Posted by Editoress on 04/30/17
Canada had strong results at the opening round of the UCI Mountain Bike Downhill World Cup on Sunday, in Lourdes, France. World champion Finnley Iles (Specialized Gravity) won the Junior men's race, Mark Wallace (Canyon Factory) was second in Elite men, and Canadian champion Miranda Miller (Specialized Gravity) was sixth in Elite women.
Iles, who is the 2016 World Cup overall champion and the defending champion at Lourdes, won by over three and a half seconds to take the lead in the Junior men's World Cup competition.
In the Elite women's category, world champion and 2016 overall World Cup champion Rachel Atherton (Trek Factory Racing) took a convincing win, followed by Australian champion Tracey Hannah (Polygon UR) and top qualifier Tahnee Seagrave (Transition Bikes/FMD Factory). Atherton now has an incredible 14 straight World Cup victories, plus two world titles, since 2015.
Atherton admitted the continuing win streak is starting to affect her; "I cannot believe it. The track was so rough in training. I know Tahnee has been training hard and she beat me in qualifying, so I just knew I had to go out and do what I normally do. I was so nervous, I don't think I can do this for much longer ... it's so nerve wracking! Tahnee's absolutely pushing me."
Miller, who finished just off the podium and is racing for her first pro team, commented: "My race run was a big improvement from qualifying and definitely a step in the right direction. I made a couple mistakes that I definitely regret, but even so I'm really happy with how the weekend went with the new team and crew. [I'm] fired up for the next rounds!"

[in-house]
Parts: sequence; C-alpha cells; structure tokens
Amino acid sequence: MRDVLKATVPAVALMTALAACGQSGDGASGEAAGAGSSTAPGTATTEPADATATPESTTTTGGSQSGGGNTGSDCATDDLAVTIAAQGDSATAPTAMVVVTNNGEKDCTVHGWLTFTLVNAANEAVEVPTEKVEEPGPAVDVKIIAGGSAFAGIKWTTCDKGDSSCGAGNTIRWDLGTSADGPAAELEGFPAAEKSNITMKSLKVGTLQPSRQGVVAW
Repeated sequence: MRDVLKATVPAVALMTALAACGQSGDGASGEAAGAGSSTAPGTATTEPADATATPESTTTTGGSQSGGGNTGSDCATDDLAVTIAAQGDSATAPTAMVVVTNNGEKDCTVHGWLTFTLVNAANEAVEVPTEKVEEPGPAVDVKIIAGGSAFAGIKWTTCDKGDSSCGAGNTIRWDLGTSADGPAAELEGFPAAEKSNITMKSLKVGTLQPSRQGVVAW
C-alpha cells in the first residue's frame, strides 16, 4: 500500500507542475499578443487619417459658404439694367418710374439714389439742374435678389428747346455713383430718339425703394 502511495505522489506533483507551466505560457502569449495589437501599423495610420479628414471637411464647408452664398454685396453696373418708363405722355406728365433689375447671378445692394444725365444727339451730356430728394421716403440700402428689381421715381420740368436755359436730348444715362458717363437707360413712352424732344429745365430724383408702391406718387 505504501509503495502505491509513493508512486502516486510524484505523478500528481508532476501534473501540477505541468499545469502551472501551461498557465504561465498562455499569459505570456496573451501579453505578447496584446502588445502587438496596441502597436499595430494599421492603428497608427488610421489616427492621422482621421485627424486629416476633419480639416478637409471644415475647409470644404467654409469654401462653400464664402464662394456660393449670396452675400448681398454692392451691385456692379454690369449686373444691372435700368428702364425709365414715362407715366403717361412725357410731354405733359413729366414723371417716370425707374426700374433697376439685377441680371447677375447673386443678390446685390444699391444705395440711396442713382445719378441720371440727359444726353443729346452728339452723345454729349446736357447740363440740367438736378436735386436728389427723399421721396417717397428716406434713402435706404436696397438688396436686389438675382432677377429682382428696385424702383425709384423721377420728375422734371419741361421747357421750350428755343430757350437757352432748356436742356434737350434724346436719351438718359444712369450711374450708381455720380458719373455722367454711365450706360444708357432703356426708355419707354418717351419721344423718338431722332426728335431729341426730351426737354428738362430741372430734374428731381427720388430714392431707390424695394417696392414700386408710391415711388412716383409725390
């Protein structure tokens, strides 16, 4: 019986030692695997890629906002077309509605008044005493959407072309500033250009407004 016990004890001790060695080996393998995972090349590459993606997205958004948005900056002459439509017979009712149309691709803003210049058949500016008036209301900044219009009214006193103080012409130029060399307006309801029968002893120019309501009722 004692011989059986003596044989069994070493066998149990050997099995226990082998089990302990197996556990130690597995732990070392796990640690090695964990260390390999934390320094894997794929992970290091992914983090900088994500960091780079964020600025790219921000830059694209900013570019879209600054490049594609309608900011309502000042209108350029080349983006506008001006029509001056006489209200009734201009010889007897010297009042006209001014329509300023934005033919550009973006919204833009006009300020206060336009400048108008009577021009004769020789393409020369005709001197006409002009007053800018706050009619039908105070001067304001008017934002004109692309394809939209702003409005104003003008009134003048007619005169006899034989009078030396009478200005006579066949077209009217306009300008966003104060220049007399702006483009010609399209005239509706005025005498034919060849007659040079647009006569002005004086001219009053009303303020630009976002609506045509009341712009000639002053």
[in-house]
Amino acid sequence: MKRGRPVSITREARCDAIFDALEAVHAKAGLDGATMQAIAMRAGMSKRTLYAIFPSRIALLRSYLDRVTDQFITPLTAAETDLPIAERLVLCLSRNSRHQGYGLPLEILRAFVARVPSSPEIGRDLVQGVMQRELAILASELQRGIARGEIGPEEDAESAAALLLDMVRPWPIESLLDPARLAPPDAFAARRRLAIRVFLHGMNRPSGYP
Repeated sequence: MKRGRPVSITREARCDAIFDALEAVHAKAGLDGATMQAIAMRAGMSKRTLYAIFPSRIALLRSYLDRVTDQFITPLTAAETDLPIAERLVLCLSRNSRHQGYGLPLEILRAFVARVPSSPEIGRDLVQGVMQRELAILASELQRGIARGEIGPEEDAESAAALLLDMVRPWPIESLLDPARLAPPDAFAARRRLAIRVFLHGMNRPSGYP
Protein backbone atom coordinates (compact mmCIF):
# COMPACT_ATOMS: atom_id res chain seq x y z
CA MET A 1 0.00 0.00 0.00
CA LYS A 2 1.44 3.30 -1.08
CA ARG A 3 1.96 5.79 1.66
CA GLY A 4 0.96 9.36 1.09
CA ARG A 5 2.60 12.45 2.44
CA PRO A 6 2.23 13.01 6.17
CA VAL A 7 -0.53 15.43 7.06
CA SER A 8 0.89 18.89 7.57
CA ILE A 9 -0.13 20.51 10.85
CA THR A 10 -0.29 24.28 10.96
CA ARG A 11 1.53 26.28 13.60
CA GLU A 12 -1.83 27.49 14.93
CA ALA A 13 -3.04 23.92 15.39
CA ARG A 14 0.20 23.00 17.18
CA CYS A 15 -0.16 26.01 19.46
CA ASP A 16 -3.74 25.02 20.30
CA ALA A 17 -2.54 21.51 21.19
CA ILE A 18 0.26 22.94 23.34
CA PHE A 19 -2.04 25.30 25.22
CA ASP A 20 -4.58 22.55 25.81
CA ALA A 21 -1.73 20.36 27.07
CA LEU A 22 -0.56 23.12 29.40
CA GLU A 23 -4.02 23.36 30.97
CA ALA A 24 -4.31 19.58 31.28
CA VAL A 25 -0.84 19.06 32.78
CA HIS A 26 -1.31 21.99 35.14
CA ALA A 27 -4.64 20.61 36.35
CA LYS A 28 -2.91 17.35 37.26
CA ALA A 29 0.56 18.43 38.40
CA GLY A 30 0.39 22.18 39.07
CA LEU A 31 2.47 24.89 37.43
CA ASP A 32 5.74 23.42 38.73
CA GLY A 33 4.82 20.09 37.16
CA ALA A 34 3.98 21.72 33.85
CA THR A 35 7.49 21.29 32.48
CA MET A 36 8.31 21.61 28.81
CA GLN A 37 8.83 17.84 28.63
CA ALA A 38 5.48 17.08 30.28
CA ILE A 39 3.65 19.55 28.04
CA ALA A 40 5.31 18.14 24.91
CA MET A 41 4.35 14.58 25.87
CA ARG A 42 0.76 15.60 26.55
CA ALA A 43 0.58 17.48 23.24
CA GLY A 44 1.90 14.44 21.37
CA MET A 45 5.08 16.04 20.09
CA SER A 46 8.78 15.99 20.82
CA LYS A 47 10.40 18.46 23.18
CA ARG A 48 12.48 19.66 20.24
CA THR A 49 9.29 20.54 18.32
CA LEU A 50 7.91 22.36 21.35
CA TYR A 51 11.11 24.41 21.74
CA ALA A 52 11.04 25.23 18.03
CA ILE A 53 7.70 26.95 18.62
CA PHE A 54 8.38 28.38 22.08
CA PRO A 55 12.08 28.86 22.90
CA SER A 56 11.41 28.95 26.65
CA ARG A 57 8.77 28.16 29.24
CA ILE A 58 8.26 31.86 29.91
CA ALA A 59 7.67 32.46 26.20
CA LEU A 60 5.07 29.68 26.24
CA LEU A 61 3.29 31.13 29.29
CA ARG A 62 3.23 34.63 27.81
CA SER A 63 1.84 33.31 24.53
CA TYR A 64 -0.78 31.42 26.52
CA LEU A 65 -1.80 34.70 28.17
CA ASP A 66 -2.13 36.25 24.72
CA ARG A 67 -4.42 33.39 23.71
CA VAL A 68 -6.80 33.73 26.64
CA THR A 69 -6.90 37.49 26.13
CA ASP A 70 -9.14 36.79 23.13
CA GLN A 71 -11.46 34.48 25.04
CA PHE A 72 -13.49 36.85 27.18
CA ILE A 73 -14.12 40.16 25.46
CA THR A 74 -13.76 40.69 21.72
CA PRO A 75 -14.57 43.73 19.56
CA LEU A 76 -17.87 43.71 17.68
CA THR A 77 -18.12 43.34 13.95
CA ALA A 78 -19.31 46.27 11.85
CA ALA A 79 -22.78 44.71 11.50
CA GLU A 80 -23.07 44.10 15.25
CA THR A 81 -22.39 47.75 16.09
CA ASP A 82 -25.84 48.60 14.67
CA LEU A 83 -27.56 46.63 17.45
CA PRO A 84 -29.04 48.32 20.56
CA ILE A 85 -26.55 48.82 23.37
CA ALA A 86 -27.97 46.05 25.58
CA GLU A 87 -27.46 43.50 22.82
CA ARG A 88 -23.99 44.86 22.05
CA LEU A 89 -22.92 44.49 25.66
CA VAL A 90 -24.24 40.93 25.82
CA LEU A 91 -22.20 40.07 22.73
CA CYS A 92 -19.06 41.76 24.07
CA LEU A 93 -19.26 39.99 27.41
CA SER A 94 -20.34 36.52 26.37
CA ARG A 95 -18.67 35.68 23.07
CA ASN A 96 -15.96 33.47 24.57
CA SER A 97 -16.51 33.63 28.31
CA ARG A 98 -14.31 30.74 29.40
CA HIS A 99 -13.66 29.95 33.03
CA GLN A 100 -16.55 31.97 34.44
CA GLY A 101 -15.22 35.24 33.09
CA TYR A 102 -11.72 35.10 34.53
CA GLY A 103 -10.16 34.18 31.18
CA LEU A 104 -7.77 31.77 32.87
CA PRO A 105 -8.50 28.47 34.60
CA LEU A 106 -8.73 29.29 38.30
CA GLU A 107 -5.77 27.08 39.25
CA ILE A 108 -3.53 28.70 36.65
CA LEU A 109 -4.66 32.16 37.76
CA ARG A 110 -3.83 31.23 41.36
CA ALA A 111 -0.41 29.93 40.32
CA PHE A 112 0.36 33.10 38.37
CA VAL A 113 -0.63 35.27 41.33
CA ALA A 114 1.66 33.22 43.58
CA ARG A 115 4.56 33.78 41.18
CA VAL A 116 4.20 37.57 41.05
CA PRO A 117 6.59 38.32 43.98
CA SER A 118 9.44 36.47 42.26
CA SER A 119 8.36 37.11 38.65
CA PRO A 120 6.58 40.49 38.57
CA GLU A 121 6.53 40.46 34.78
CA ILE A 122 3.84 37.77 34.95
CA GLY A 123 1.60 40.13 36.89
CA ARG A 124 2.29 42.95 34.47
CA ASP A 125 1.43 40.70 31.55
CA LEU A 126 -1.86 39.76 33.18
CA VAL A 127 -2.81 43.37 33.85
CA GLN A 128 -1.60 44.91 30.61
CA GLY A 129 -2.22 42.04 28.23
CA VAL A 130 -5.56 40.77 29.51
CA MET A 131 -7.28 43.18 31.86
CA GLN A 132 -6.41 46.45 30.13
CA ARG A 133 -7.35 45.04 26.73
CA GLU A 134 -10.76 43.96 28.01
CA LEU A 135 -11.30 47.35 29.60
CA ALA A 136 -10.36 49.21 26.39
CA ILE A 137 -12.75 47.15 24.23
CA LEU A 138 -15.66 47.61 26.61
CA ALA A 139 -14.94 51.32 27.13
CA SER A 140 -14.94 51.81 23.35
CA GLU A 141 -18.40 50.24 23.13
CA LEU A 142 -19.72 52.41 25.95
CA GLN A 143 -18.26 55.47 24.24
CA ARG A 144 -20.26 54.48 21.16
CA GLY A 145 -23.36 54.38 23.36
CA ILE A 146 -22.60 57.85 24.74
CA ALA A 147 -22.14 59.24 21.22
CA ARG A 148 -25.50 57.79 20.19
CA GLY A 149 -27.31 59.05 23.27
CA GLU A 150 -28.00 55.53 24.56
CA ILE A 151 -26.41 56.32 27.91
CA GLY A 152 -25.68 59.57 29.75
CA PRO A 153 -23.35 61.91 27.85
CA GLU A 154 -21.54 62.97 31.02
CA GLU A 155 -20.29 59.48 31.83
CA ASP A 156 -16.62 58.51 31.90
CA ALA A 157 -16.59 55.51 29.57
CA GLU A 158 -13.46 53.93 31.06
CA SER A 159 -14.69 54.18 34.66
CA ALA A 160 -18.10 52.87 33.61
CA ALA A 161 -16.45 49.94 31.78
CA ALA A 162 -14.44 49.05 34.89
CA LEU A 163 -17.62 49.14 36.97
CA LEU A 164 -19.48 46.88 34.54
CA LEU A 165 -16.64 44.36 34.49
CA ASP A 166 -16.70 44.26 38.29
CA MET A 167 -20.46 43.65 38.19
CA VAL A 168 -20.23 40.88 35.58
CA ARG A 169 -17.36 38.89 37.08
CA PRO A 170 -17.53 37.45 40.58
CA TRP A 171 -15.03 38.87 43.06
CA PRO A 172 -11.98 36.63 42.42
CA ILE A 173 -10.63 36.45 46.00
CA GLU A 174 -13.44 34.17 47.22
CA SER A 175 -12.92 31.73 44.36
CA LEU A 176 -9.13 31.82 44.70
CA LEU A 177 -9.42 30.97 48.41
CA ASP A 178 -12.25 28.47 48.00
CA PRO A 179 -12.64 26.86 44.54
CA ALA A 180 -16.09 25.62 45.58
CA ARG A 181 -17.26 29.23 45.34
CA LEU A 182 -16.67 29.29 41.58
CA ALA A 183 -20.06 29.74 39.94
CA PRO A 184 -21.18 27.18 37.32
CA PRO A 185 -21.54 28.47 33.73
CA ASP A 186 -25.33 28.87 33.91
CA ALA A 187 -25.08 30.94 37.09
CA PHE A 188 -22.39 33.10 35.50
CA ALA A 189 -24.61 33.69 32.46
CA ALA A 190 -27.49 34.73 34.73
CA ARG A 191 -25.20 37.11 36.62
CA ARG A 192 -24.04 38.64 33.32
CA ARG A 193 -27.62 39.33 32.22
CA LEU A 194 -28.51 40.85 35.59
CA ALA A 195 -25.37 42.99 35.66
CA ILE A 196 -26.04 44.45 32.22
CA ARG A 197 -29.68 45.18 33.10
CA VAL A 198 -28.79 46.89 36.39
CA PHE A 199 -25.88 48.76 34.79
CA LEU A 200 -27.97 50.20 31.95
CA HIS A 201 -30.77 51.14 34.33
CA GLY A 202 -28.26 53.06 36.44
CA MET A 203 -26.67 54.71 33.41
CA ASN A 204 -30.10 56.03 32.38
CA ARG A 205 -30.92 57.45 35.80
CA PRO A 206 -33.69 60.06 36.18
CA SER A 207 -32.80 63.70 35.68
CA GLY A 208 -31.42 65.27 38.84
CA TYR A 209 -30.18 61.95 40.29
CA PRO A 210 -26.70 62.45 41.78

The Elite men race saw a storm blow in at the top of the course for the final ten riders - the top qualifiers - bringing blinding fog, heavy winds and rain, and making the course slippery and treacherous. Alexandre Fayolle (Polygon UR), the 28th rider to start was in the Hot Seat at that point, followed by Mark Wallace and Marcel Gutierrez (Giant Factory Off-road). None of the top contenders could beat the conditions, with most finishing in the 60s and 70s, leaving Fayolle to claim the title followed by Wallace and Gutierrez. Fayolle became the first French man to win a World Cup Downhill event on home soil since 1998 [Christian Taillefer in Les Gets].
"I have dreamed of this since the very beginning of my career," said Fayolle, "I've worked hard and now it has happened. I just can't believe it. I just gave everything I had ... I have no words. I want to share this with my team, my mechanic, my family and every French person."
Wallace recognized that conditions were a factor in his best-ever World Cup result, "Even though it was my best finish and first podium it doesn't feel like I completely earned it due to the weather. It's unfortunate that something uncontrollable like the weather has such a big effect on results, but I guess that's just part of competing in an outdoor sport. Especially one in the mountains. That being said, I felt like I rode better today than I have in a while and was happy with my run so it was a good weekend!"
Wallace's second at Lourdes is the same result his team mate, the late Steve Smith, achieved at this race last year.
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